Meg Niittynen of Ink Factory
Story and photos by Leah Morningstar
Meg Niittynen has always lived life unapologetically. She had dreams and she followed them. She wanted to pursue art and she did, from early scribblings to attending the fine arts program at Lakehead University to opening up her own tattoo business. She also loves to travel, see live music, ride her Harley, go fishing, and spend time with her family and friends. Working hard has allowed Niittynen to be independent and pursue her passions. And the plan was to keep working hard and keep chasing dreams with her best friend and life partner by her side.
Best-laid plans, right? Two years ago, Niittynen was shocked to find her partner, Mark, on the floor of his garage. He had suffered a major heart attack and no amount of CPR was able to bring him back. It was a tragedy for her, as well as their large group of friends and family. There really doesn’t seem to be an explanation for why a fit and healthy 46-year-old would suddenly just be gone. For a time she thought she might close up shop: no more tattooing and no more art.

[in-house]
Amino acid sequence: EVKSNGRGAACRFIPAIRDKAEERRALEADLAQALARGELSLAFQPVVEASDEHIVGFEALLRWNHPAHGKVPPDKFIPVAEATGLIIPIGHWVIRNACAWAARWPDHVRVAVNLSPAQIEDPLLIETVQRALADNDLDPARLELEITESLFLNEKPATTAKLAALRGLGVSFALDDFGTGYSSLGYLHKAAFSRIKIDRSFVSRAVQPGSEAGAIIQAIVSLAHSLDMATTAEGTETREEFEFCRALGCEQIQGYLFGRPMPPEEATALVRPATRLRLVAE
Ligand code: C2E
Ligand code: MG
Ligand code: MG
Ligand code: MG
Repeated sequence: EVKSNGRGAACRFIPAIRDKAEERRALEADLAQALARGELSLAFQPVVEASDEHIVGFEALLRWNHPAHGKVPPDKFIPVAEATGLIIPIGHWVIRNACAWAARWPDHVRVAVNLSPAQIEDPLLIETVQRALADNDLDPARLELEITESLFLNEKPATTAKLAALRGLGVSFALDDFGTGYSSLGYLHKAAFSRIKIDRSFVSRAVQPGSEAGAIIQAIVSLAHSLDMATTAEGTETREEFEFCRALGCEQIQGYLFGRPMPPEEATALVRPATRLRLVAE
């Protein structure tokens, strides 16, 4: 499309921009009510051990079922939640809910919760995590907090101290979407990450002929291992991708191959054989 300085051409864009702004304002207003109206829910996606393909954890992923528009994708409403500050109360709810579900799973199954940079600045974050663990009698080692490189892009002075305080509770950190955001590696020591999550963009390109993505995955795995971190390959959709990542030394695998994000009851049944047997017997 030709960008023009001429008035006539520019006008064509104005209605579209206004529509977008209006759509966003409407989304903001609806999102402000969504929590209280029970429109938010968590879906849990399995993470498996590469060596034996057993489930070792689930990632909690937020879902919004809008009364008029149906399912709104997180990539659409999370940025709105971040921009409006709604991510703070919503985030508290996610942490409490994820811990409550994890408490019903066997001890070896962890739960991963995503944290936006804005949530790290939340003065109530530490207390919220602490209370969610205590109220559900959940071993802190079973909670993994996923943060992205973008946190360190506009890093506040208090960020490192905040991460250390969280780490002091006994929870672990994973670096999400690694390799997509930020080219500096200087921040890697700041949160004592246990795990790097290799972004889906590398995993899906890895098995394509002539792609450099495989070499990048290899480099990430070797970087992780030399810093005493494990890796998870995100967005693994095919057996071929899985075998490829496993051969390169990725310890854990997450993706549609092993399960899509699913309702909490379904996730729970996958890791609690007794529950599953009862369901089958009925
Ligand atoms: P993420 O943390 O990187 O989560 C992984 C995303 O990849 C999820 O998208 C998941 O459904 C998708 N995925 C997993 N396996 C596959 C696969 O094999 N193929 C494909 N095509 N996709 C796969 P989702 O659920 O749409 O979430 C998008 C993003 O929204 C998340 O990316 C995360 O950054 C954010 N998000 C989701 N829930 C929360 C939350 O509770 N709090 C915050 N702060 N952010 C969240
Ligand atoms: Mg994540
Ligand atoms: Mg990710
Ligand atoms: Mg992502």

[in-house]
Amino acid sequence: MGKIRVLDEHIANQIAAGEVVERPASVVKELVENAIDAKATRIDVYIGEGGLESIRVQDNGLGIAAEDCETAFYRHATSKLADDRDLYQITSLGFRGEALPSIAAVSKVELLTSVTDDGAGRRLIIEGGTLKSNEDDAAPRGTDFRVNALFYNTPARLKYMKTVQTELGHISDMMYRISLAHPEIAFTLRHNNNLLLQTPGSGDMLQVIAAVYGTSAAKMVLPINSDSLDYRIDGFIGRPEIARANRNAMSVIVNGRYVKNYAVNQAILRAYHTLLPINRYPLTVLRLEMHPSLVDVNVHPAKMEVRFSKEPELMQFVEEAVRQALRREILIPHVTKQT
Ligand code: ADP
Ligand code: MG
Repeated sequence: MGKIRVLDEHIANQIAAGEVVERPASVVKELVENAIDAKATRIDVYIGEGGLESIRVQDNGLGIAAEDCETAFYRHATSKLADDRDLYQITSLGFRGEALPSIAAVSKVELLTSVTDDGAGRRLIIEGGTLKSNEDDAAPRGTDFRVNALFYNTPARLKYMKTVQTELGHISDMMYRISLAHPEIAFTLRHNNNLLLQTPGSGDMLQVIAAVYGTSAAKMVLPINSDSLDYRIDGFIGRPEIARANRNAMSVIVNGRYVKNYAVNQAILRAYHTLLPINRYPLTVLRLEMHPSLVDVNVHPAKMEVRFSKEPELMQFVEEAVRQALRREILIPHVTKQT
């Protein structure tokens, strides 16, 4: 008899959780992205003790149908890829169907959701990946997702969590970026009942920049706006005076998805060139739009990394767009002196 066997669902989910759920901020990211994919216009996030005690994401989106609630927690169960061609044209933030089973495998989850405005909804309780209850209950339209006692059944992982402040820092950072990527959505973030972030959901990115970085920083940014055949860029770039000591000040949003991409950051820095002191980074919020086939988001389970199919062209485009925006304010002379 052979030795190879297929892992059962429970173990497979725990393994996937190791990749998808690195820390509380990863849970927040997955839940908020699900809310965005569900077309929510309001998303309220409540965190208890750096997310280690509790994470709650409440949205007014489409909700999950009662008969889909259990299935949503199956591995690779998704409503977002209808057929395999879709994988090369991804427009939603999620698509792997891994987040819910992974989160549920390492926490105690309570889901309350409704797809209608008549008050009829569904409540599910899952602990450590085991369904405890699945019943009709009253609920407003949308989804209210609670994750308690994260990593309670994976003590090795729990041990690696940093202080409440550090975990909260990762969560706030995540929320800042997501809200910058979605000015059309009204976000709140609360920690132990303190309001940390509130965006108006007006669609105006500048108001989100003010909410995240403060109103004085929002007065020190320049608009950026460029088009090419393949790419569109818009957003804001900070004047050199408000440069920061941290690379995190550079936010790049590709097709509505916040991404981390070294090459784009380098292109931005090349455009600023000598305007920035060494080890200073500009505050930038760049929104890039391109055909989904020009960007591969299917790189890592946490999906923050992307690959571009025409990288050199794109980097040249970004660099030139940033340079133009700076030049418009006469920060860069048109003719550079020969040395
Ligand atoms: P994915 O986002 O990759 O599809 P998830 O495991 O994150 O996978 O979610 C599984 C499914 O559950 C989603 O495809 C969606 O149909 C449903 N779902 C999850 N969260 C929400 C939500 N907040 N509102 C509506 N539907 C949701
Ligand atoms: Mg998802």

That first winter without Mark was long and dark and cold. Niittynen credits her parents, sister Miranda, and best friends (including dog Hemi) with keeping her sane and keeping her on a schedule: get up, eat something, draw a picture, and hug Hemi. “I just tried to do something productive every day, even if it was just having lunch or having a shower,” she says. “I knew Mark wouldn’t want me to stop living life to the fullest.” She slowly started tattooing again and could feel her motivation coming back. Then the COVID-19 shutdown happened and Niittynen felt herself losing focus again. Without her job and clients to occupy the days, she felt herself slipping back into uncertainty and despair and fought hard to stay present.
But she’s back—even if things are different. Guidelines are still pretty strict with new health and safety procedures, and with the uncertainty of the pandemic, Niittynen has decided to not accept new clients for the time being. She has a large number of regular clients at this point—enough to keep her going. “A lot of my clients have been with me since I started tattooing; sometimes it can really feel like a family,” Niittynen says. Many of Niitynen’s clients grieved with her and are still grieving. Sometimes they talk and reminisce; laugh and cry. The comfortable little corner where the tattooing happens is an oasis of memorabilia and mementos, many of which were gifts from Mark and friends.
To be tattooed by Niittynen is akin to visiting an old friend. Watch her Instagram and keep an eye out. Her books will open up again and life will regain a sense of normalcy eventually. And Meg Niittynen of Ink Factory isn’t going anywhere. If she can tattoo through widowhood and a pandemic, she can tattoo through anything. And her work is a beautiful gift for all who are blessed to carry it on their skin.
Niittynen’s Instagram handle is @megniittynen.